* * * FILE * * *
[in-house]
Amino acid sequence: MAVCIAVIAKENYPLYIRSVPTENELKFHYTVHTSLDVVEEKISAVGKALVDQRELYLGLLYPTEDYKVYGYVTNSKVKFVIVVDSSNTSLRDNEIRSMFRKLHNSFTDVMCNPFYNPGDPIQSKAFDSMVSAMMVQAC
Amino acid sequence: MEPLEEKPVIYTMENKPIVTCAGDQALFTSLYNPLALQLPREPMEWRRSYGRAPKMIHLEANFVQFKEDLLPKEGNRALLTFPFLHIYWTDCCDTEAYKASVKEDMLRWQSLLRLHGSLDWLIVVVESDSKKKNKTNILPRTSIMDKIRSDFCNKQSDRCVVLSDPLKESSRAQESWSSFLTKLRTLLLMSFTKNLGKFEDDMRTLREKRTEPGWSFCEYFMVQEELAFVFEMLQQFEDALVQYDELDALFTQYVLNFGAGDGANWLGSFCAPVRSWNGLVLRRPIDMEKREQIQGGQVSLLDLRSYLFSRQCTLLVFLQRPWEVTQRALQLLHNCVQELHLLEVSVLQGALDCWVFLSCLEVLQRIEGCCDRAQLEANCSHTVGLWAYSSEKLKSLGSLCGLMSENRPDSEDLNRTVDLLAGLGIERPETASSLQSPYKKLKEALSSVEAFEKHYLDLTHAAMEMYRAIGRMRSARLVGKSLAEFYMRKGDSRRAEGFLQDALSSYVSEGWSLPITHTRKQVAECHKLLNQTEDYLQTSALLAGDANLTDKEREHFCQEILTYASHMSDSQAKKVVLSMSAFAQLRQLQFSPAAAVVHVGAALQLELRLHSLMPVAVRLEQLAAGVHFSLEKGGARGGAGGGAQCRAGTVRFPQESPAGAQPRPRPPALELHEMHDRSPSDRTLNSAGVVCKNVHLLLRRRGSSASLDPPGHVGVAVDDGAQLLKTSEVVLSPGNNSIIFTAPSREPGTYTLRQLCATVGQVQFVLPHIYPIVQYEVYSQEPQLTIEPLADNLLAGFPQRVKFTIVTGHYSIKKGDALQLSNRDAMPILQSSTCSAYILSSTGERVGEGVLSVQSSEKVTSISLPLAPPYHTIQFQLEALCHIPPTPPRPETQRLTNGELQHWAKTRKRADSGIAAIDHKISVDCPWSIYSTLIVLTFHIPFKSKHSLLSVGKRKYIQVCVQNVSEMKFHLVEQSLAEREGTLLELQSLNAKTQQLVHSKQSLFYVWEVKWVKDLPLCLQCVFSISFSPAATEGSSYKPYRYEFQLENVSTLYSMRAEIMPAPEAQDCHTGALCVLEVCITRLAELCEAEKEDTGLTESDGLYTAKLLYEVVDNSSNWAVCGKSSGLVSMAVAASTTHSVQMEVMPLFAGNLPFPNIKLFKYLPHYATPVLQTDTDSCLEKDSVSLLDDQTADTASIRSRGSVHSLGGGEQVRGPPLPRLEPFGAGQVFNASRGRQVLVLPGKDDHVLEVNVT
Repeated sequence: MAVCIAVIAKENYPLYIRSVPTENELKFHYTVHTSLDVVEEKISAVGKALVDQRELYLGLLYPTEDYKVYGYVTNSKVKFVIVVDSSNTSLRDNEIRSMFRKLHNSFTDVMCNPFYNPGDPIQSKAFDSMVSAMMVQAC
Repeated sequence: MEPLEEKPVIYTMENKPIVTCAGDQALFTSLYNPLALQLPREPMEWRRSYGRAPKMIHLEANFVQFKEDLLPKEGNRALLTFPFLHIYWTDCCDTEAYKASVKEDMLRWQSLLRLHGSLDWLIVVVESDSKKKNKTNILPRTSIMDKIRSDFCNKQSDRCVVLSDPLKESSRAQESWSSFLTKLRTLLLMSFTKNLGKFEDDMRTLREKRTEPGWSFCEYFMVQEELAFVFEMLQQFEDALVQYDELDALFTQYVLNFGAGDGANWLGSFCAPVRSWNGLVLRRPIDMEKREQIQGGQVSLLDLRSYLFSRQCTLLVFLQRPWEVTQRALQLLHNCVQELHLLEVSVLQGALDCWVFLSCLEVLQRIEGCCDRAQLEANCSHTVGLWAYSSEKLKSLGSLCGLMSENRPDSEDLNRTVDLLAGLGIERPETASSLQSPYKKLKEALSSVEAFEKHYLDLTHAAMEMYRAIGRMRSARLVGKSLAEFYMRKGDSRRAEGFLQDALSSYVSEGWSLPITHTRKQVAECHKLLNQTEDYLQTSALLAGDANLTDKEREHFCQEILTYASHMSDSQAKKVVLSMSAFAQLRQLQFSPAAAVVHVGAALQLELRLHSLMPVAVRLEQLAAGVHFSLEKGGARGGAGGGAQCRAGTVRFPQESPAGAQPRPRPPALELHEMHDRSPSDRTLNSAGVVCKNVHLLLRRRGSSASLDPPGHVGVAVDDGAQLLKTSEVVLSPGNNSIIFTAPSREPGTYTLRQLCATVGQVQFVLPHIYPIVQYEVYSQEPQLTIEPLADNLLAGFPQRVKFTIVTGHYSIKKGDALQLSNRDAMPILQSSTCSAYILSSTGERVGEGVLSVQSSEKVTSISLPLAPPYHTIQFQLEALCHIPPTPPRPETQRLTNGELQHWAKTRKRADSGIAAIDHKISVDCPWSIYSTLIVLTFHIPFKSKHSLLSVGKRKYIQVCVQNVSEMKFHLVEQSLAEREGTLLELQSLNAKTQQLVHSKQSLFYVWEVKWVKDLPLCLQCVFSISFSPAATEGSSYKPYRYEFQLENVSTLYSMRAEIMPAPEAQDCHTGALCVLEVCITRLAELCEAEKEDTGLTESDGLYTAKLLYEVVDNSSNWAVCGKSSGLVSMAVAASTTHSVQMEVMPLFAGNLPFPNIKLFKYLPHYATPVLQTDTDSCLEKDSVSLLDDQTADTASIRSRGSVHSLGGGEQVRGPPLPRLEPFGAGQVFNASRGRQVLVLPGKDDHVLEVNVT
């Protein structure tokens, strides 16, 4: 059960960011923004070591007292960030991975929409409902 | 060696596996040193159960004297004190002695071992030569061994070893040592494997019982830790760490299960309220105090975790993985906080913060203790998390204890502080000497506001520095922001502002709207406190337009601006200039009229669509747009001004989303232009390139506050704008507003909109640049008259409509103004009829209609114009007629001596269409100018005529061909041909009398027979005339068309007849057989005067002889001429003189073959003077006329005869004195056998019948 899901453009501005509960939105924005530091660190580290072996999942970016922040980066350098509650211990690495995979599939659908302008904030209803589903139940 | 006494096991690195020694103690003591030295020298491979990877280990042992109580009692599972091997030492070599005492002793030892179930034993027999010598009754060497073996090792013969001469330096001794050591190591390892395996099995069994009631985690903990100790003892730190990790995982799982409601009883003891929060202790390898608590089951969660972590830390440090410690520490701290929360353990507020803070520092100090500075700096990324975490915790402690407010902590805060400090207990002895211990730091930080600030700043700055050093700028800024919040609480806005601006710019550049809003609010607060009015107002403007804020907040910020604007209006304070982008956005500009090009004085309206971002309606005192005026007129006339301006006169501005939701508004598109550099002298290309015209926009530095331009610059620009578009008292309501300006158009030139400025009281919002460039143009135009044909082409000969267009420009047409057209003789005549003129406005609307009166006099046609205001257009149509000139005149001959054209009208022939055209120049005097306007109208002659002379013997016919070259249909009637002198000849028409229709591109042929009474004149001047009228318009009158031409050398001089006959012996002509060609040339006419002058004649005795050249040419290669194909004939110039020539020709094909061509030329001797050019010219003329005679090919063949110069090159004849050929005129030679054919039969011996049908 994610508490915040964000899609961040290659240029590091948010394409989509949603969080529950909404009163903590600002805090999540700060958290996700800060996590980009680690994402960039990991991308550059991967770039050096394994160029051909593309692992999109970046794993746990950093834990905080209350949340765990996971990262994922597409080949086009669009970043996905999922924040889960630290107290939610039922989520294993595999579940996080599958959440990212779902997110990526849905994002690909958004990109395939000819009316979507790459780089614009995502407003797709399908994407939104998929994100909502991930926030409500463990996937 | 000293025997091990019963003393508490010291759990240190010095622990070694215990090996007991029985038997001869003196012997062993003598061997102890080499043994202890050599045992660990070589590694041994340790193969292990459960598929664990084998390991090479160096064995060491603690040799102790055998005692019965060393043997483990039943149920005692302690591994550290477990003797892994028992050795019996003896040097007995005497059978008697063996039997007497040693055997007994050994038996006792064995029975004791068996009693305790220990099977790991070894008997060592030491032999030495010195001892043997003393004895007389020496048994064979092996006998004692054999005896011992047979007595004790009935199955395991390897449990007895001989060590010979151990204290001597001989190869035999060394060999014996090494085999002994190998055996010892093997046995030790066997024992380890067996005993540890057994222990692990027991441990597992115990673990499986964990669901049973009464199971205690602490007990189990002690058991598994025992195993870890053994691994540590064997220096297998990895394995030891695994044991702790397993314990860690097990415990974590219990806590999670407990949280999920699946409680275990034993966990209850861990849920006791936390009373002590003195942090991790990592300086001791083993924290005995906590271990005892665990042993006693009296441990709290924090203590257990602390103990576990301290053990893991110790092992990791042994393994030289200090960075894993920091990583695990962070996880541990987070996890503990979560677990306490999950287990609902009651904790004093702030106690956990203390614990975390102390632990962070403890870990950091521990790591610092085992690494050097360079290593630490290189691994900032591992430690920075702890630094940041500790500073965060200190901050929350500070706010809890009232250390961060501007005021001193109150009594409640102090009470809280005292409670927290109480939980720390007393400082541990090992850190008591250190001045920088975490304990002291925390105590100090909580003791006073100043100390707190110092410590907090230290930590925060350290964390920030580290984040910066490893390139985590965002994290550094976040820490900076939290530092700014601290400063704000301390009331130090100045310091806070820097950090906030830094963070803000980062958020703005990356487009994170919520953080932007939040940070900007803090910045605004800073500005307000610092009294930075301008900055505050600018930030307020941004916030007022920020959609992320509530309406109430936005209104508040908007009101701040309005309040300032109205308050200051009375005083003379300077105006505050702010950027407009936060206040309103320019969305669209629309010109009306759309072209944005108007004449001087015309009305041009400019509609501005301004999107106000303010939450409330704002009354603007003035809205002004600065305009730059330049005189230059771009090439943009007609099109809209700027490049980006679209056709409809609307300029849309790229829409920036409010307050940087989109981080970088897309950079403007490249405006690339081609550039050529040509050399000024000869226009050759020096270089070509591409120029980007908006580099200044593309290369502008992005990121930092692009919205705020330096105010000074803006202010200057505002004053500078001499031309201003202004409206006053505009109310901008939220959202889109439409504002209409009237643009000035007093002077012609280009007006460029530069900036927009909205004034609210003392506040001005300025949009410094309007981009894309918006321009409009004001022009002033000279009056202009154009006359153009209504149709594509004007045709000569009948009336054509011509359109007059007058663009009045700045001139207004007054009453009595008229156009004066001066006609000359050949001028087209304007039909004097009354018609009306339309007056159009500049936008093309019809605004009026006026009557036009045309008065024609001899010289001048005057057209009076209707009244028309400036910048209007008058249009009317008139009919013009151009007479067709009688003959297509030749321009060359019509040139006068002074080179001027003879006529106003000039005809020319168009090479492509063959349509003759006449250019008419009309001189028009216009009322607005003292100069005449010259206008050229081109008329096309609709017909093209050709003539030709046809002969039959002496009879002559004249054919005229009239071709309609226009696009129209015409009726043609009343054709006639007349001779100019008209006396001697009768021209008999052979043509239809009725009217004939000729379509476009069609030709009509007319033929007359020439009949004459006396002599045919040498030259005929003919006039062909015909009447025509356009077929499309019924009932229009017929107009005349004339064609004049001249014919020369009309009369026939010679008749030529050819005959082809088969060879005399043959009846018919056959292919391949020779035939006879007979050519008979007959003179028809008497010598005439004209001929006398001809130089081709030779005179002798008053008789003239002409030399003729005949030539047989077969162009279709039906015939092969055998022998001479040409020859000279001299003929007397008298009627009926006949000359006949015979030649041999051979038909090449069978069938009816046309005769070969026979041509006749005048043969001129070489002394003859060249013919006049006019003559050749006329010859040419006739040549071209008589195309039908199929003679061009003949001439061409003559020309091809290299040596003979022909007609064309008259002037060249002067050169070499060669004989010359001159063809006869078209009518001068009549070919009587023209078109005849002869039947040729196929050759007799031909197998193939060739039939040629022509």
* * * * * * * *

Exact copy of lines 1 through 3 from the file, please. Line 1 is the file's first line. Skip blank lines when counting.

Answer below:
[in-house]
Amino acid sequence: MAVCIAVIAKENYPLYIRSVPTENELKFHYTVHTSLDVVEEKISAVGKALVDQRELYLGLLYPTEDYKVYGYVTNSKVKFVIVVDSSNTSLRDNEIRSMFRKLHNSFTDVMCNPFYNPGDPIQSKAFDSMVSAMMVQAC
Amino acid sequence: MEPLEEKPVIYTMENKPIVTCAGDQALFTSLYNPLALQLPREPMEWRRSYGRAPKMIHLEANFVQFKEDLLPKEGNRALLTFPFLHIYWTDCCDTEAYKASVKEDMLRWQSLLRLHGSLDWLIVVVESDSKKKNKTNILPRTSIMDKIRSDFCNKQSDRCVVLSDPLKESSRAQESWSSFLTKLRTLLLMSFTKNLGKFEDDMRTLREKRTEPGWSFCEYFMVQEELAFVFEMLQQFEDALVQYDELDALFTQYVLNFGAGDGANWLGSFCAPVRSWNGLVLRRPIDMEKREQIQGGQVSLLDLRSYLFSRQCTLLVFLQRPWEVTQRALQLLHNCVQELHLLEVSVLQGALDCWVFLSCLEVLQRIEGCCDRAQLEANCSHTVGLWAYSSEKLKSLGSLCGLMSENRPDSEDLNRTVDLLAGLGIERPETASSLQSPYKKLKEALSSVEAFEKHYLDLTHAAMEMYRAIGRMRSARLVGKSLAEFYMRKGDSRRAEGFLQDALSSYVSEGWSLPITHTRKQVAECHKLLNQTEDYLQTSALLAGDANLTDKEREHFCQEILTYASHMSDSQAKKVVLSMSAFAQLRQLQFSPAAAVVHVGAALQLELRLHSLMPVAVRLEQLAAGVHFSLEKGGARGGAGGGAQCRAGTVRFPQESPAGAQPRPRPPALELHEMHDRSPSDRTLNSAGVVCKNVHLLLRRRGSSASLDPPGHVGVAVDDGAQLLKTSEVVLSPGNNSIIFTAPSREPGTYTLRQLCATVGQVQFVLPHIYPIVQYEVYSQEPQLTIEPLADNLLAGFPQRVKFTIVTGHYSIKKGDALQLSNRDAMPILQSSTCSAYILSSTGERVGEGVLSVQSSEKVTSISLPLAPPYHTIQFQLEALCHIPPTPPRPETQRLTNGELQHWAKTRKRADSGIAAIDHKISVDCPWSIYSTLIVLTFHIPFKSKHSLLSVGKRKYIQVCVQNVSEMKFHLVEQSLAEREGTLLELQSLNAKTQQLVHSKQSLFYVWEVKWVKDLPLCLQCVFSISFSPAATEGSSYKPYRYEFQLENVSTLYSMRAEIMPAPEAQDCHTGALCVLEVCITRLAELCEAEKEDTGLTESDGLYTAKLLYEVVDNSSNWAVCGKSSGLVSMAVAASTTHSVQMEVMPLFAGNLPFPNIKLFKYLPHYATPVLQTDTDSCLEKDSVSLLDDQTADTASIRSRGSVHSLGGGEQVRGPPLPRLEPFGAGQVFNASRGRQVLVLPGKDDHVLEVNVT